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Microbiology. 2007 Mar;153(Pt 3):768-76.

An asparagine oxygenase (AsnO) and a 3-hydroxyasparaginyl phosphotransferase (HasP) are involved in the biosynthesis of calcium-dependent lipopeptide antibiotics.

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School of Chemistry, The University of Manchester, PO Box 88, Manchester M60 1QD, UK.


Nonribosomal peptides contain a wide range of unusual non-proteinogenic amino acid residues. As a result, these complex natural products are amongst the most structurally diverse secondary metabolites in nature, and possess a broad spectrum of biological activities. beta-Hydroxylation of amino acid precursors or peptidyl residues and their subsequent processing by downstream tailoring enzymes are some of the most common themes in the biosynthetic diversification of these therapeutically important peptides. Identification and characterization of the biosynthetic intermediates and enzymes involved in these processes are thus pivotal in understanding nonribosomal peptide assembly and modification. To this end, the putative asparaginyl oxygenase- and 3-hydroxyasparaginyl phosphotransferase-encoding genes hasP and asnO were separately deleted from the calcium-dependent antibiotic (CDA) biosynthetic gene cluster of Streptomyces coelicolor. Whilst the parent strains produce a number of 3-hydroxyasparagine- and 3-phosphohydroxyasparagine-containing CDAs, the DeltahasP mutants produce exclusively non-phosphorylated CDAs. On the other hand, DeltaasnO mutants produce several new Asn-containing CDAs not present in the wild-type, which retain calcium-dependent antimicrobial activity. This confirms that AsnO and HasP are required for the beta-hydroxylation and phosphorylation of the Asn residue within CDA.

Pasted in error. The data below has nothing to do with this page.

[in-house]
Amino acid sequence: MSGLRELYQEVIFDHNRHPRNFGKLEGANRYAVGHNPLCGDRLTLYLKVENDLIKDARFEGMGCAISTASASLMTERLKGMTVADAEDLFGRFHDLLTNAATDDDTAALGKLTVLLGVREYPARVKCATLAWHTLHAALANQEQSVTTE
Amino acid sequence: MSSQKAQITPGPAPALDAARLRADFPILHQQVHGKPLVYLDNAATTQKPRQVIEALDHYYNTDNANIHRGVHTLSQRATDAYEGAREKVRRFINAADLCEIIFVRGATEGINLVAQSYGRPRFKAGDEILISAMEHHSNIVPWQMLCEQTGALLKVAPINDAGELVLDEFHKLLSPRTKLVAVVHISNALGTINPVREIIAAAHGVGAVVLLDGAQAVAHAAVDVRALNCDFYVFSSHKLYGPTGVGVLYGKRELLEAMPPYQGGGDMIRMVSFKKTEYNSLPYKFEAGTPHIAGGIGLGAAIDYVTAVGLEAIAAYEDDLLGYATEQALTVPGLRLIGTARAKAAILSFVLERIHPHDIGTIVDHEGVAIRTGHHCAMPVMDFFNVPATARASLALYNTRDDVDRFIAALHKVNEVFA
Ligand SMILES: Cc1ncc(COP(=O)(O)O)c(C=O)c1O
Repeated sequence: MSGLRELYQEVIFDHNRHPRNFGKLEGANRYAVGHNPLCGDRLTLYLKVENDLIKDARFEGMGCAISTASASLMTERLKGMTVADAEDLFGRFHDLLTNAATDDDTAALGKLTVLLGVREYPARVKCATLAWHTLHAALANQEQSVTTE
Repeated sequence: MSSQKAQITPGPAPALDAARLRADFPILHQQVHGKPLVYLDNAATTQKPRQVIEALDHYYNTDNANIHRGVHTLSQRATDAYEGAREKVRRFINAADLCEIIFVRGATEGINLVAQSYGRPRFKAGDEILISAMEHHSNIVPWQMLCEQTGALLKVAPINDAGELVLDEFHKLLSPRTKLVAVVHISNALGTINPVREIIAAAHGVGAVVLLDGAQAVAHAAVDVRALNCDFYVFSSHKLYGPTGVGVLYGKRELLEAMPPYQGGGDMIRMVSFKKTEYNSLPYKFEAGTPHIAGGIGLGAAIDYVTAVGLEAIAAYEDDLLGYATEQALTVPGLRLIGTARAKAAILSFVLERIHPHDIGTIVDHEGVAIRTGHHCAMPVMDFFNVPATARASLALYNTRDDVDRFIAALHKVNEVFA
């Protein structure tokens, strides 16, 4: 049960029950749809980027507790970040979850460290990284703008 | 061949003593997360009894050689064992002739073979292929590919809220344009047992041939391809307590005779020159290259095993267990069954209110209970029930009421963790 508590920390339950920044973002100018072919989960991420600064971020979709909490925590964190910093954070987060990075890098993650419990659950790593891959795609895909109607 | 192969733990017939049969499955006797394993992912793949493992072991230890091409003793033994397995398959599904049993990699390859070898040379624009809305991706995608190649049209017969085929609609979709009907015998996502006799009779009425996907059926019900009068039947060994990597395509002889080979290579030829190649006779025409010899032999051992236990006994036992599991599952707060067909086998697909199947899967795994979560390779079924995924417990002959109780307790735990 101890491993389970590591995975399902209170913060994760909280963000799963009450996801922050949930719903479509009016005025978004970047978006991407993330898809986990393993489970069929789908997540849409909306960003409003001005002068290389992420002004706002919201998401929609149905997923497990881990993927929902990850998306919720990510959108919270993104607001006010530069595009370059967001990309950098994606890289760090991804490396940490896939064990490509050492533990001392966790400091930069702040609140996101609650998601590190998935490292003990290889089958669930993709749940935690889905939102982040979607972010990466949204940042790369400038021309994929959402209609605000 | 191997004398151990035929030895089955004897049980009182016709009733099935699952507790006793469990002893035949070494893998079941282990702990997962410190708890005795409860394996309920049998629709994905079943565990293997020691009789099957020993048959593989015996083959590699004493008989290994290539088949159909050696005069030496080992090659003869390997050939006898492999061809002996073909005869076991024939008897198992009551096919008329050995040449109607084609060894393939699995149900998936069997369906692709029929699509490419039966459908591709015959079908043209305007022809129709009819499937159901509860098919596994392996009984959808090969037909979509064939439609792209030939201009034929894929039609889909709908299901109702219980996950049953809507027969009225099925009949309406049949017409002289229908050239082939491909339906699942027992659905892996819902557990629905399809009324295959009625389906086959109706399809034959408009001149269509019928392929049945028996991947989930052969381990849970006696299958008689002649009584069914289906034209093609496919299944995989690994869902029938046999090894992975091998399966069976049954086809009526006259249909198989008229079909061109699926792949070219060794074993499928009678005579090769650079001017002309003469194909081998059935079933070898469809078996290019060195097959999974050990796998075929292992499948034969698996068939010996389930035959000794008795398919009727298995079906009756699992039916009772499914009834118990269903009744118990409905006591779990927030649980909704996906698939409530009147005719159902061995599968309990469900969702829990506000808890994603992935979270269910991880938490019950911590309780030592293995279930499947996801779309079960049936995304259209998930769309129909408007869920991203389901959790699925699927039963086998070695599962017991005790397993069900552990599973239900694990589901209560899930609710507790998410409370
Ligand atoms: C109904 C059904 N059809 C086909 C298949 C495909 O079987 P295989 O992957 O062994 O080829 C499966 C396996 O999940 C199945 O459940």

[Indexed for MEDLINE]

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